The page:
Meaning of “strange bedfellows”
“Strange bedfellows” is a phrase coined by Shakespeare. Its full context is “Misery acquaints a man with strange bedfellows.” It has come to mean finding oneself in a difficult situation forces one to associate with a condition or person (or persons) that they would not normally have anything to do with.
Origin of “strange bedfellows”
The phrase first appeared in The Tempest (Act 2, Scene 2). The King of Naples’ ship has been wrecked of a remote island and all the passengers and crew have been cast into the sea. The king’s jester, Trinculo, has been washed up on the island, where the weather is still stormy.
Meanwhile, Caliban, one of the inhabitants of the island, the malformed son of a late witch has crawled under his cloak to hide from the wrath of his mater because he is late in finishing his work. Trinculo sees the cloak and decides to crawl under it. He is put off by the legs emerging from the bottom of the cloak and the terrible smell of whatever it is under the cloak but decides to go ahead because he desperately needs shelter. As he is doing so, he says:
“Here’s neither bush nor shrub, to bear off any weather at all, and another storm brewing; I hear it sing i’ the wind: yond same black cloud, yond huge one, looks like a foul bombard that would shed his liquor. If it should thunder as it did before, I know not where to hide my head: yond same cloud cannot choose but fall by pailfuls. What have we here? a man or a fish? dead or alive? A fish: he smells like a fish; a very ancient and fish-like smell; a kind of not of the newest Poor-John. A strange fish! Were I in England now, as once I was, and had but this fish painted, not a holiday fool there but would give a piece of silver: there would this monster make a man; any strange beast there makes a man: when they will not give a doit to relieve a lame beggar, they will lazy out ten to see a dead Indian. Legged like a man and his fins like arms! Warm o’ my troth! I do now let loose my opinion; hold it no longer: this is no fish, but an islander, that hath lately suffered by a thunderbolt. [Thunder] Alas, the storm is come again! my best way is to creep under his gaberdine; there is no other shelter hereabouts: misery acquaints a man with strange bed-fellows. I will here shroud till the dregs of the storm be past.”
Evolution of the idiom “strange bedfellows”
Shakespeare uses the phrase literally, in that Triculo is more or less literally crawling into bed with some strange, unknown, unusual thing. He usually shares accommodation and sleeping arrangements with the other servants of the king, such as Stephano, the butler, who has also been washed up on the island, and who will discover him under Caliban’s cloak soon.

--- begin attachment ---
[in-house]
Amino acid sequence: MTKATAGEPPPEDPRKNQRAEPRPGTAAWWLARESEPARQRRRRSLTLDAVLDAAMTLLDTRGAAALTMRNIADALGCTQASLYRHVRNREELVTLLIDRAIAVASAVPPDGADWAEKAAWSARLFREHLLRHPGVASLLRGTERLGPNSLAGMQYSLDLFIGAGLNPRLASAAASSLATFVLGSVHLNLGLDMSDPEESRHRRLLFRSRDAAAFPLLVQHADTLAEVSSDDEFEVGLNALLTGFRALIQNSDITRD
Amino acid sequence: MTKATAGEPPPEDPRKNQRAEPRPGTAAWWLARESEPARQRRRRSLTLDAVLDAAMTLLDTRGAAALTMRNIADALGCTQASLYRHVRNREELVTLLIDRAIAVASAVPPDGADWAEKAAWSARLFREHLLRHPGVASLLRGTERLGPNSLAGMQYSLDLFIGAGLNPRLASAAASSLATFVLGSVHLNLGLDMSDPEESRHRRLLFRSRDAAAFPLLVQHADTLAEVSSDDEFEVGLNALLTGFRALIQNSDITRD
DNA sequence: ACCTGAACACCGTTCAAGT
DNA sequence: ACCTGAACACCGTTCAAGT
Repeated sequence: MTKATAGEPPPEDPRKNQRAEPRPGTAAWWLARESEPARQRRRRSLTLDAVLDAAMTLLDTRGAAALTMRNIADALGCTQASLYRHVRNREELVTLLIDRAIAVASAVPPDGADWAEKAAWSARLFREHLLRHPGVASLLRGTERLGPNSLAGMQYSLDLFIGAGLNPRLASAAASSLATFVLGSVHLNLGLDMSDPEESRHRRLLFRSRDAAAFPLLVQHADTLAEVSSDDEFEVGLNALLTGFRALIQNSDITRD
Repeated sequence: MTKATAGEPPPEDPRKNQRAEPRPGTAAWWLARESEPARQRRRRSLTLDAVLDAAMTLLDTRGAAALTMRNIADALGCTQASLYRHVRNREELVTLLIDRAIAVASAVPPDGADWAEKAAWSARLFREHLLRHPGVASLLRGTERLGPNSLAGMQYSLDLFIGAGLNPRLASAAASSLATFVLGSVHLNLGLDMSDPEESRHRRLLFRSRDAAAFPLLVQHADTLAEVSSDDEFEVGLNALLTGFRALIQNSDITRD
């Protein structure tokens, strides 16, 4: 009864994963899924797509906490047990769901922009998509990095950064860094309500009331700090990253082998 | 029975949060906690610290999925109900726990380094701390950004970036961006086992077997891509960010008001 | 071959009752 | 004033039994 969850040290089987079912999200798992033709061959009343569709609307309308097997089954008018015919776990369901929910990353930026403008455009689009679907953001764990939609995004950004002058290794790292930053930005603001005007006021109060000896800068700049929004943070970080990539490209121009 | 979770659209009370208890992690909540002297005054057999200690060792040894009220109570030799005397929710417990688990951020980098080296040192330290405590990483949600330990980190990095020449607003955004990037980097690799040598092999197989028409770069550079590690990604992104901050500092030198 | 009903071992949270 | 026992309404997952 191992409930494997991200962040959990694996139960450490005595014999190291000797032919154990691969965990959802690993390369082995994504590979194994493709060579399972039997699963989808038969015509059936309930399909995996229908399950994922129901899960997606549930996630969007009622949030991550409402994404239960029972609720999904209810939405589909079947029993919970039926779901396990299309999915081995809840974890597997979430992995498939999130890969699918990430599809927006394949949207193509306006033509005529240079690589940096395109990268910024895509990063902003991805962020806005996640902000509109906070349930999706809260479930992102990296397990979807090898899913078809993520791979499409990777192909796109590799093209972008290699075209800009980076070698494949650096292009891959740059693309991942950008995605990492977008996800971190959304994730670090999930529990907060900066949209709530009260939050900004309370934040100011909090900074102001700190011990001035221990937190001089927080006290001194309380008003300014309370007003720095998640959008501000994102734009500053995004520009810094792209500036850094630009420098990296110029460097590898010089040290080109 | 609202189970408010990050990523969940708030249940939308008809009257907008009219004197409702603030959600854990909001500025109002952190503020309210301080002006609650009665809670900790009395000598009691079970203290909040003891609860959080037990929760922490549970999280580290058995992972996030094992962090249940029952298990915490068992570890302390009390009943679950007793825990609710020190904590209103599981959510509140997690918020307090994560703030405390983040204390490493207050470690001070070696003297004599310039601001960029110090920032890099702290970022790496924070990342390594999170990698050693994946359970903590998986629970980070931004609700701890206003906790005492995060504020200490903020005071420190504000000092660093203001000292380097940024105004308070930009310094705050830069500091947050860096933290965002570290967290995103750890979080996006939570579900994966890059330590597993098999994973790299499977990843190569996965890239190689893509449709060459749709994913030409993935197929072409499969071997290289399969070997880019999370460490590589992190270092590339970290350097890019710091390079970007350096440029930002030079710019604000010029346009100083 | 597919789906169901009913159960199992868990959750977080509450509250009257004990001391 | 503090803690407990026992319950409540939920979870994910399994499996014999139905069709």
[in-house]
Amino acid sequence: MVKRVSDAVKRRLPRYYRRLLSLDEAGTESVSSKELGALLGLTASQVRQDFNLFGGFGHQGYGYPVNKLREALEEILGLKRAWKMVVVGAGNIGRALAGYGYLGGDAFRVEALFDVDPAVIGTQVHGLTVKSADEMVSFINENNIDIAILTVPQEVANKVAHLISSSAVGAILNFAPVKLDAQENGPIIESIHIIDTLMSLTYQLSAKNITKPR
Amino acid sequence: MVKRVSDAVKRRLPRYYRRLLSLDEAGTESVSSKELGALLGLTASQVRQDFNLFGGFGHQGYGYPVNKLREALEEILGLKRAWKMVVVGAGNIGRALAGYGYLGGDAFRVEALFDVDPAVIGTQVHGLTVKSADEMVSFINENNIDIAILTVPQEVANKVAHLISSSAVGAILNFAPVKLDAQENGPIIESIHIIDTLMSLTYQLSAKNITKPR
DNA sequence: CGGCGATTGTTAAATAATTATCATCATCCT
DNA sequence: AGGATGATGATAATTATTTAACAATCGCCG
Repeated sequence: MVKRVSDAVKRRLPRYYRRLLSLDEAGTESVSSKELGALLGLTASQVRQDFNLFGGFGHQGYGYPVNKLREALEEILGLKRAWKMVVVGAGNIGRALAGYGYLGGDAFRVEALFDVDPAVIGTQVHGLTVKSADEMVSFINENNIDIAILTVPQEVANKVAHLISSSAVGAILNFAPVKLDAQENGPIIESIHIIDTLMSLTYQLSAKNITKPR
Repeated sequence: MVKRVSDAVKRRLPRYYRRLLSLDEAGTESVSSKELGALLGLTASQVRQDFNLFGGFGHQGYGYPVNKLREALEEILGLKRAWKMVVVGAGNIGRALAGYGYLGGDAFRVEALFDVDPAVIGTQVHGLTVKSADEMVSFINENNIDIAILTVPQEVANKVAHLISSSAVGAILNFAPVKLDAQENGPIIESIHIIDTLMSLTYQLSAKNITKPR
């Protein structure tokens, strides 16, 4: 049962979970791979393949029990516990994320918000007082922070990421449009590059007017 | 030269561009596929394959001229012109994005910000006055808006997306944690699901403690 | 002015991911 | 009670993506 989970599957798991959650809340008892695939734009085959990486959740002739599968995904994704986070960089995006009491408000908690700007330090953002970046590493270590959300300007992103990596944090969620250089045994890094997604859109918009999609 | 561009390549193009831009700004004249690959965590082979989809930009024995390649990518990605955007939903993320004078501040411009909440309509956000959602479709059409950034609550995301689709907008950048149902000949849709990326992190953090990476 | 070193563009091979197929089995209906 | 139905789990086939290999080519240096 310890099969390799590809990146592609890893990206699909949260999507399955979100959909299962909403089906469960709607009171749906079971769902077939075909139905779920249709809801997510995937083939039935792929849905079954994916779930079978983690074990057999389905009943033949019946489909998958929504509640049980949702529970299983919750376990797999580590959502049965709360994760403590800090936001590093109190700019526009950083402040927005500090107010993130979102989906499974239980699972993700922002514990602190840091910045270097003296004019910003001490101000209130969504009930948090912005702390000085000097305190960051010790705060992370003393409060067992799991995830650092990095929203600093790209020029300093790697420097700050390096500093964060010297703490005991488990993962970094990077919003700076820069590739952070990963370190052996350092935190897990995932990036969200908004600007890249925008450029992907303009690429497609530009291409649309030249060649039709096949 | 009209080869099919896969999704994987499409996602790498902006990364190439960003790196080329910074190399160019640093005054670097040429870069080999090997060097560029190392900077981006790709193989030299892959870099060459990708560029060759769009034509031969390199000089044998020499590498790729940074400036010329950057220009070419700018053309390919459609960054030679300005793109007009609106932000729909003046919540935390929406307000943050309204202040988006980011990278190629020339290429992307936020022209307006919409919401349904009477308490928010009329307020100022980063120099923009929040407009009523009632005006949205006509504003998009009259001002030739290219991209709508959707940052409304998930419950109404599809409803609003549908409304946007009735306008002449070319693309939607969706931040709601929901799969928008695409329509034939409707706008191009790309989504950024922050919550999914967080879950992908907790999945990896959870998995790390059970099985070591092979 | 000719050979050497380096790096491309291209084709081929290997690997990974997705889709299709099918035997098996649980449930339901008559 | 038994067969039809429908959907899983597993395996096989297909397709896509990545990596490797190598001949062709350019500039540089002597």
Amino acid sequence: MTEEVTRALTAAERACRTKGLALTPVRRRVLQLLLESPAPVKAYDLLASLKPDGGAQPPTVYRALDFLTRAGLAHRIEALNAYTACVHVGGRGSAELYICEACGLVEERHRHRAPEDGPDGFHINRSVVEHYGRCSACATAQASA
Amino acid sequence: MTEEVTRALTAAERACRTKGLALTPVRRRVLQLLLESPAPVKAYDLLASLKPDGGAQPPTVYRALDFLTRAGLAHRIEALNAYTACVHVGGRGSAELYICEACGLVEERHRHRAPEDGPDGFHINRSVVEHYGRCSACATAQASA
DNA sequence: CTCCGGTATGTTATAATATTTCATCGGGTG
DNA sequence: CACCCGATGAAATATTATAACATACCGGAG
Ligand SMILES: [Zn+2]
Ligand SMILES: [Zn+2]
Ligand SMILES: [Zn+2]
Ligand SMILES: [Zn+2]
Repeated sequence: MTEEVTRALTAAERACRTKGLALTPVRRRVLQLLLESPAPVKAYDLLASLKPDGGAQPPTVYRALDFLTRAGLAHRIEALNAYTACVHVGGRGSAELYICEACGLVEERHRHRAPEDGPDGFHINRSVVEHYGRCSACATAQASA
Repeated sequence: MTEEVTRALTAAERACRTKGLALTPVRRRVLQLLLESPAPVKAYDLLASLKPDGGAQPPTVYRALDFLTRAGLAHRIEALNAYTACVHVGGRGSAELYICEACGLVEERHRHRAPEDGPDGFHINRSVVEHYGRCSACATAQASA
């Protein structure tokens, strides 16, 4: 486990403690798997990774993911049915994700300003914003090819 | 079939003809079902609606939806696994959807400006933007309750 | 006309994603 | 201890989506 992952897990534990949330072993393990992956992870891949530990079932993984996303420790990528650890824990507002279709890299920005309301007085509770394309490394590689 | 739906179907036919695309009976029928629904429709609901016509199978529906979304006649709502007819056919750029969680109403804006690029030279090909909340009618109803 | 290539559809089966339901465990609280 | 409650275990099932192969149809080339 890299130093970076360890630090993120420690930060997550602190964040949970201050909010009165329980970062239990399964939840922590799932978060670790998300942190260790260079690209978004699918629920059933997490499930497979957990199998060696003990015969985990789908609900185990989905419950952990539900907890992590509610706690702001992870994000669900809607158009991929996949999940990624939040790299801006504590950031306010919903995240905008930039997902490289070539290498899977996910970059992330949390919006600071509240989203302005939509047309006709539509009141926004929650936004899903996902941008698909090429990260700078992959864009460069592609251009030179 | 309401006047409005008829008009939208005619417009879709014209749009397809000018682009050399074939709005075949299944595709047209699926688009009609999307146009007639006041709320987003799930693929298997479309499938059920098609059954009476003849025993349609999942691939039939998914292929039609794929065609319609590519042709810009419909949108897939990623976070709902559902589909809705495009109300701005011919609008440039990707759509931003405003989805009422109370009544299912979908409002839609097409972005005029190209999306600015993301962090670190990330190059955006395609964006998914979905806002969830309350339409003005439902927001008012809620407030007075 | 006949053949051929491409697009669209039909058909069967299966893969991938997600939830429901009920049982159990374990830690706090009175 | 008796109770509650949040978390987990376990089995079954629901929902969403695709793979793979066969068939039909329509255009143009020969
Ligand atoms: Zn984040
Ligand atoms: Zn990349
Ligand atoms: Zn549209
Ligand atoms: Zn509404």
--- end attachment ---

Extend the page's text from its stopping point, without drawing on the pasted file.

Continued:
The term is not now used to mean the literal sharing of a bed but used metaphorically, usually to do with politics. For example, attempts to form a government after an election parties often have to form coalitions. Sometimes two major parties are very far apart in every way but, in order to provide a government they explore any common ground they may have and agree to work together. In such a case one may say they are “strange bedfellows.”
Other famous uses of the idiom “strange bedfellows”
“Religion makes strange bedfellows” – The Pale Horseman, historical novel by Bernard Cornwell
“Tragedy makes for strange bedfellows” – Falling into Bed with a Duke, novel by Lorraine Heath
“The reason politics makes strange bedfellows is because they all like the same bunk” – Los Angeles Times
“Politics make strange bedfellows” – American essayist and novelist, Charles Dudley Warner (1829 – 1900)
“Poverty has strange bedfellows.” — Edward Bulwer-Lytton, 1st Baron Lytton
“Perhaps Bach and Beethoven are strange bedfellows for Mickey Mouse, but it’s all been a lot of fun.” — Walt Disney Company
“War did indeed make strange bedfellows of people. — Life After Life, novel by Kate Atkinson
“Art and business may be strange bedfellows, but an artist must make room in her bed for both.” — Affirmations for Artists, by prolific American writer, Eric Maisel
“Politics doesn’t make strange bedfellows – marriage does.” — by American comic actor, Groucho Marx
“War makes strange bedfellows.” — columnist, Helen Thomas
“Well, Kaleb’s voice whispered in Nikita’s mind, it seems this will make strange bedfellows out of us all.” — Bonds of Justice, a novel by Nalini Singh